27. The Sleeper and the Waker

Abu al-Hasan divides his inheritance into two. He lives of the first half and gets a lot of friends. These friends leave him when he has run out of money. He then leaves of the second half, never to make friends again. He only invites people for one night and then never salutes them again. He meets the Caliph in this way, who is disguised. He says to the Caliph he tells the Caliph a story and says he wants to be Caliph for one day to take revenge on the shaykhs and Iman of a mosque because they don’t like him inviting various people into his home. The Caliph puts Abu to sleep by use of a drug. Abu wakes up in the Palace and everybody pretends he is the Caliph. He orders to punishes the shaykhs and the Imam and enjoys the luxuries of the Palace. Abu is put to sleep again and brought to his own home. When he wakes up he finds his mother next to him, who says he has been dreaming. He denies and beats his mother. But folk outside seize him and he is brought to prison. He repents and goes back to his home, taking up his old habit of inviting people. He again meets the Caliph, whom he thinks is the Devil. The Caliph denies and says he made his wish come true. The Caliph is again invited and again Abu is put to sleep and brought to the Palace. When he wakes up he thinks he has become mad, but eventually the Caliph comes out of his hiding place laughing and honours him. Abu is married to Nuzhat al-Fuad.

When Abu and Nuzhat run out of money they play a trick on the Caliph and his Lady. They pretend to be dead, Abu to Zubaydah, and Nuzhat to Caliph. They receive a hundred dinars and a piece of silk both. When Lady Zubaydah and the Caliph quarrel on who’s actually dead they send their servant to the home of Abu. But as Abu sees them coming both he and Nuzhat pretend to be dead in turns. To solve the matter the Caliph and Lady Zubaydah go to the home of Abu to see for themselves. When they see them both dead, the Caliph says he would give a thousand dinars to know who died first. Then Abu springs up and says he died first. The Caliph understand the trick Abu played and is enjoyed by it. He gives the thousand dinars and increases his solde. Abu and Nuzhat both live happily until they die.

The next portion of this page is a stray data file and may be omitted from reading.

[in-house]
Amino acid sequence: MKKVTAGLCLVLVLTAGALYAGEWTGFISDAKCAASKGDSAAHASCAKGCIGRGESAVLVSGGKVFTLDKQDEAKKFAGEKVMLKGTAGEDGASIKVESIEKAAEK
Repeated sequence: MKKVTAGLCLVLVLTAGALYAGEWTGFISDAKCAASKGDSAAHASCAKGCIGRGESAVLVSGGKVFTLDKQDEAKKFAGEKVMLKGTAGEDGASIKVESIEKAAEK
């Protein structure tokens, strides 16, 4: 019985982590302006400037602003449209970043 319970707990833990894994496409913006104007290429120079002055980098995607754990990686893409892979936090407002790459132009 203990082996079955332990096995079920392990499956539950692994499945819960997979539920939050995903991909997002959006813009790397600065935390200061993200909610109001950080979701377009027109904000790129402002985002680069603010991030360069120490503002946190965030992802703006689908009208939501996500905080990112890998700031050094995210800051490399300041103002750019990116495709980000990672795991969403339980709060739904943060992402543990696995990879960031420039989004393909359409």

There is a merchant during the reign of Caliph Harun al-Rashid who has a son named Abu al-Hasan-al-Khali’a. The merchant dies and leaves a great store of money to his son. Abu divides the sum into two equal parts. He keeps one part and spends the other. He gets a lot of companions, but when his money is gone his friends leave him. He then goes back to his mother and she says that people leave if you have nothing. He then decides to use his other half of his inheritance and live well from it.

Abu al-Hasan invites one guest per night, have a good time and then dismiss him and would never more salute him again. So he lives for a full year until he meets the Caliph and Masrur, the Sworder of his vengeance, disguised in merchants’ dress. The Caliph is invited in his home and they have a great time. But then Abu tells the Caliph they won’t meet after this night and he explains his condition through a story.

Story of the Larrikin and the Cook

In the story the Larrikin says that the story has a tail, a cause, and the Caliph says he would like to know the cause of the story of Abu. Abu tells his story and the Caliph says he won’t leave his host. Abu says that this will happen as he told before. When the Caliph asks Abu if there is something he really would like to do, Abu says he would like to be Caliph for one day and avenge himself on four shaykhs, who don’t like Abu taking in guests. and oppress him exceedingly. Abu wants to bat them with four hundred lashes as well as the Imam of the mosque and parade them around the city of Baghdad and bid cry before them: “This is the reward and the least of the reward of whoso exceeds in talk and vexes the folk and turns their joy to annoy.” The Caliph hopes his wish will be fulfilled one day. Then he secretly put Cretan Bhang in Abu’s drink and he falls asleep. He orders his slave Masrur to take Abu to the Palace. The Caliph informs his whole Palace to pretend Abu is the Caliph and they have to obey him.